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Rental crisis deepens in first quarter.

Rents rose by 6.9 per cent nationwide in the year to the end of March, according to new figures published by the Private Residential Tenancies Board (PRTB)..

The latest PRTB Quarterly Rent Index, which is compiled by the Economic and Social Research Institute (ERSI) indicates that rents for houses rose 6.5 per cent while apartment rents increased by 7.8 per cent.

In Dublin, where costs are usually higher, house rents were up 9 per cent in the year with apartment rents jumping by 10.8 per cent.

In monetary terms, the rent for private sector accommodation across the whole country rose €54 in the year from €781 to €835. The rents for apartments increased on average by €63 in the 12 months to the end of March while rents for houses were up €49 to €814.

In Dublin, the average cost to rent was €1,325 for a house and €1,205 for an apartment. This compares to €1,215 and €1,087 respectively for the same period a year earlier.

10 moments when you should review your life cover.

Life insurance is one of those things people forget about once they’ve bought it. However, you need to review it occasionally as your situation and your commitments change.

Here are 10 instances when a life cover review is essential:

1 Buying a house

Your mortgage will be the biggest debt you ever take on. You need to be sure it will be paid off should you die early, especially if you’re the main breadwinner.Banks and lenders often try to sell you life insurance when you start on the property ladder, but you should always compare prices before going ahead as there could be better and cheaper cover elsewhere.

2 Getting Married

Once all the fun of your wedding is over, you need to think about your new responsibilities. How would your partner cope alone with all the financial commitments you’ve taken on if they can’t rely on your salary too?

3 Having your first child

If you haven’t already bought life cover, it’s vital to buy it once you start a family. And if you have only insured for a small amount, you definitely need to review it now. Food, clothing, child care, schooling and even holidays all cost more once you have a little one.

4 Adding to your family

A second, third or more children all put a strain on your household budget. You’ve probably already noticed how much more salary you need to keep the family going. Is your life cover enough to pay for their needs should the worst happen and you are no longer there to provide for them?

5 Moving home

A larger home is likely to mean a bigger mortgage. Make sure your life insurance is enough to pay it off and, if you’ve increased the term of your home loan, that it runs for long enough.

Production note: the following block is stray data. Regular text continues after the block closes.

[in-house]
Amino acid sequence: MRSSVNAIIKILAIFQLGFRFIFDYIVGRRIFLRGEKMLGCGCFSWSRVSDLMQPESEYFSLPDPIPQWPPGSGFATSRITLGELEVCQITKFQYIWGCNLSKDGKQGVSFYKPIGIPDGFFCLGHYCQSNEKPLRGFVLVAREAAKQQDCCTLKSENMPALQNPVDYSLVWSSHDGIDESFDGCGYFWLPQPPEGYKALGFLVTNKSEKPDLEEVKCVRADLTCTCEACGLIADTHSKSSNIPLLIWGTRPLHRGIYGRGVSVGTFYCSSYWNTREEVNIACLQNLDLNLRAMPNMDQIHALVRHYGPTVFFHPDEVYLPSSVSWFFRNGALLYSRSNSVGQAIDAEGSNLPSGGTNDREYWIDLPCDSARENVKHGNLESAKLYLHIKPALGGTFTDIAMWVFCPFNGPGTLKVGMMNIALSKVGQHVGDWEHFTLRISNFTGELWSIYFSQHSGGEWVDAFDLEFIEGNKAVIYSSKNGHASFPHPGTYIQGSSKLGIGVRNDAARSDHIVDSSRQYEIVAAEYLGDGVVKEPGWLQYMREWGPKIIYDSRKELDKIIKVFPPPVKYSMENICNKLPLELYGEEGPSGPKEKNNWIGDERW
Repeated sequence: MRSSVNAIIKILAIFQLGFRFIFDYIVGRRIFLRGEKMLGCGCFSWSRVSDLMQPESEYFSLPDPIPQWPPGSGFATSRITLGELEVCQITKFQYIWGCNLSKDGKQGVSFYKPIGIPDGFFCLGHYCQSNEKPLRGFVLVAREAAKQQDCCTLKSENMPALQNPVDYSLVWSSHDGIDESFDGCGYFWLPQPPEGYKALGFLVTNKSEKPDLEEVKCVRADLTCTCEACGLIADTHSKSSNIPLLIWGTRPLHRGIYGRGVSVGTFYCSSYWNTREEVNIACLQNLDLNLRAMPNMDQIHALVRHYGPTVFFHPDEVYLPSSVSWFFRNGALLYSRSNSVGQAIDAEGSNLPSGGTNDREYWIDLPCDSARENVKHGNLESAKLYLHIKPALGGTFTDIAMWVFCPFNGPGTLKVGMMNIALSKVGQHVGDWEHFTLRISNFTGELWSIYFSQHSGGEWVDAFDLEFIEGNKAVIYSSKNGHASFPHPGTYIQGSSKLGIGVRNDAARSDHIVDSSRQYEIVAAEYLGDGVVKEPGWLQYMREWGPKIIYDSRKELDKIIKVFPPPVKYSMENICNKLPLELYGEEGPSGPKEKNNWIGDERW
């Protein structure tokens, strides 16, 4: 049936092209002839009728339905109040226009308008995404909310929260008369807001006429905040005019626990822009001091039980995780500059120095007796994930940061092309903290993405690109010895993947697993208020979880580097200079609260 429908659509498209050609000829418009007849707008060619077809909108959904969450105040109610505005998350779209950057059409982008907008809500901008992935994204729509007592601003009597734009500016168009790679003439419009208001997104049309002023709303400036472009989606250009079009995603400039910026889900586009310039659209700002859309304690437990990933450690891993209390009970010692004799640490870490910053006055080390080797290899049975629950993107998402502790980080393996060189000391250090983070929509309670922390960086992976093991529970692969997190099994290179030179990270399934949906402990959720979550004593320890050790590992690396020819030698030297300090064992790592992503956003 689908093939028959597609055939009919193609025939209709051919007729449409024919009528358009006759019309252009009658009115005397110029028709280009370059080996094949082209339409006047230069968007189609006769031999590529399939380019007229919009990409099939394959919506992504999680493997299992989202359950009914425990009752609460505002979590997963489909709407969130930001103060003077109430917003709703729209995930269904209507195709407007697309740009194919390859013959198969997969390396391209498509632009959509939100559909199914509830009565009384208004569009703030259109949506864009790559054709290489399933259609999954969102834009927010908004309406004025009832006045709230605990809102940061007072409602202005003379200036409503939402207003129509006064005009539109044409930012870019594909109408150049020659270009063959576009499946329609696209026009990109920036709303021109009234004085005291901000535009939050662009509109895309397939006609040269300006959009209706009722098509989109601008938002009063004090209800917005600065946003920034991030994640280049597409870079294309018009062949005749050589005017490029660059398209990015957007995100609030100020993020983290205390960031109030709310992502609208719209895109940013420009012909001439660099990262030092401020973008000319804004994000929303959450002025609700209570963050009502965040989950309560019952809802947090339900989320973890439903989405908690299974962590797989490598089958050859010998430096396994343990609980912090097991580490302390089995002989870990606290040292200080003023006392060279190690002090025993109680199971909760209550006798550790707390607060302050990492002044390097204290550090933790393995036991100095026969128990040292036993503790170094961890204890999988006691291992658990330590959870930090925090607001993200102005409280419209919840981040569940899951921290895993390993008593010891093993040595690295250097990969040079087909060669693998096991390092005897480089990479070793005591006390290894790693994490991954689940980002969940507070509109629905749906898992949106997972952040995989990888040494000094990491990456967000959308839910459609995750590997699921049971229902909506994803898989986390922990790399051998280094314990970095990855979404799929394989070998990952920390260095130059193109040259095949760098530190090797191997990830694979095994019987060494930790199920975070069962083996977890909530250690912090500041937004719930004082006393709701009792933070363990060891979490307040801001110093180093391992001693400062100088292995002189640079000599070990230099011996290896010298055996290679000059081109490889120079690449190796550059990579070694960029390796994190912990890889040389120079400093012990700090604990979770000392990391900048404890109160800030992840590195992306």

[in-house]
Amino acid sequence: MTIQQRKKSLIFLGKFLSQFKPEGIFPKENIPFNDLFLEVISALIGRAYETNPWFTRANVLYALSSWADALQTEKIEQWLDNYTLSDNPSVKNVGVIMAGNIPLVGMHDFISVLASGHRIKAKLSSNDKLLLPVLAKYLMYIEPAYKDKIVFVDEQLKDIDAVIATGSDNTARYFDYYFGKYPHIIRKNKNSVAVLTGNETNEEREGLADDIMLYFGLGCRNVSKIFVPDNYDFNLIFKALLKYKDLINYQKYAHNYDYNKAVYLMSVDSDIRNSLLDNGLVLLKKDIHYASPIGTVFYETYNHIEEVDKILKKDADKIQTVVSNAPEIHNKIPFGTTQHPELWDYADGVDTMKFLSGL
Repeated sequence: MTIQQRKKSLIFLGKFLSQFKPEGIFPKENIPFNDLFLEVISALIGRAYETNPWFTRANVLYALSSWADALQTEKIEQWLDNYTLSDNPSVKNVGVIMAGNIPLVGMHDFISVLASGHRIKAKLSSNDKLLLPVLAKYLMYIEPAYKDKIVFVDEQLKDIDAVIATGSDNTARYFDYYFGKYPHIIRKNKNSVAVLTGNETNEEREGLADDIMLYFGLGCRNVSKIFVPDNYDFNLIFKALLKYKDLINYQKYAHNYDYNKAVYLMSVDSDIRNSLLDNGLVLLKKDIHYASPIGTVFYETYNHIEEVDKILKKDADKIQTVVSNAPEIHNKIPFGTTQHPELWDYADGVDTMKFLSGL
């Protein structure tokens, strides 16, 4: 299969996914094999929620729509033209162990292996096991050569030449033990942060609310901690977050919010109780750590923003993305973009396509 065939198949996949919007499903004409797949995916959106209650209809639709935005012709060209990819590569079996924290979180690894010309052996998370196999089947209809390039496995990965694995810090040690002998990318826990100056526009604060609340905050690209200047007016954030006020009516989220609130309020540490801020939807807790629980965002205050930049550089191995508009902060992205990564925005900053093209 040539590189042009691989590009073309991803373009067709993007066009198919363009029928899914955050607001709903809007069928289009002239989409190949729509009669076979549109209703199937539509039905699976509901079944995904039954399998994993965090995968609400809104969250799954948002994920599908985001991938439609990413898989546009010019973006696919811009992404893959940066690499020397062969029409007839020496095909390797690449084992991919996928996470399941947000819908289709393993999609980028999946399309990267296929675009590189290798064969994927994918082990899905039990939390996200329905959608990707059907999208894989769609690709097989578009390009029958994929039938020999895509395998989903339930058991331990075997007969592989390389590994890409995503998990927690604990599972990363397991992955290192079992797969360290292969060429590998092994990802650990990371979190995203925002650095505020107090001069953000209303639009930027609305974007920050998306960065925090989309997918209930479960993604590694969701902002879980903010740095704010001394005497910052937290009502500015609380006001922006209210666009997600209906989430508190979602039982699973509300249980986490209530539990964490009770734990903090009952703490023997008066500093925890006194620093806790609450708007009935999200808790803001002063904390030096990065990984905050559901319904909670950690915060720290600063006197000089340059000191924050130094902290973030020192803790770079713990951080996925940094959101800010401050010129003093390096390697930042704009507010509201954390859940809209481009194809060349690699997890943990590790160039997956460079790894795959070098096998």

6 Inheritance planning

Life insurance isn’t just about paying off large debts such as your mortgage should you die. It’s also about providing for your family’s day-to-day bills once you are no longer bringing in a salary.

7 Moving job

Many employers offer a perk known as ‘death in service’ benefit. This provides a lump sum to your named beneficiaries should you die while working for the firm. The amount is typically set at four times your annual salary.

If you move job, check the terms of your new employment. If you no longer have this benefit, you could need to increase the amount of life cover you have.

8 Retiring

Depending on your pension, it may mean that once you die your pension stops or at the very least your widow or widower will receive a smaller amount. If you’re worried they won’t have enough to live on without your pension, you could continue your life insurance.

9 Getting healthier

If you give up smoking, tell your insurer. Your premiums may come down. If not, you can look around for another insurer to see if it will be cheaper.

You must have given up smoking for at least 12 months before it counts and you can’t still be using nicotine replacement products such as inhalers, patches or chewing gum.

10 Dangerous activities

Those who take part in dangerous sports and hobbies such as flying, climbing, scuba diving and parachuting, will be considered a higher risk than normal and will no doubt have to pay a higher premium. Alternatively, your cover will exclude death as a result of one of these activities. If the company didn’t know about these activities and you die as a result, the claim is unlikely to be paid

Haven lead the way for mortgage rate reductions

As previously mentioned, Haven announced reductions to their range of fixed and variable mortgage rates.

They are now market leaders with their 2,3,4 and 5 year fixed rates. These discounts are  available to both new and existing customers.

Reductions vary between 0.10% and 0.20%. For example, a 2 year fixed rate that was 3.80% now stands at 3.60%- giving a generous 0.20% back to customers.

With effect from 1st June 2015 their standard variable rate will be reduced by 0.38%- dropping it from 4.35% to 3.97%.

Should you require any further information please get in touch with our brokerage team on 01-5052718 or email us at info@coonanmortgage.com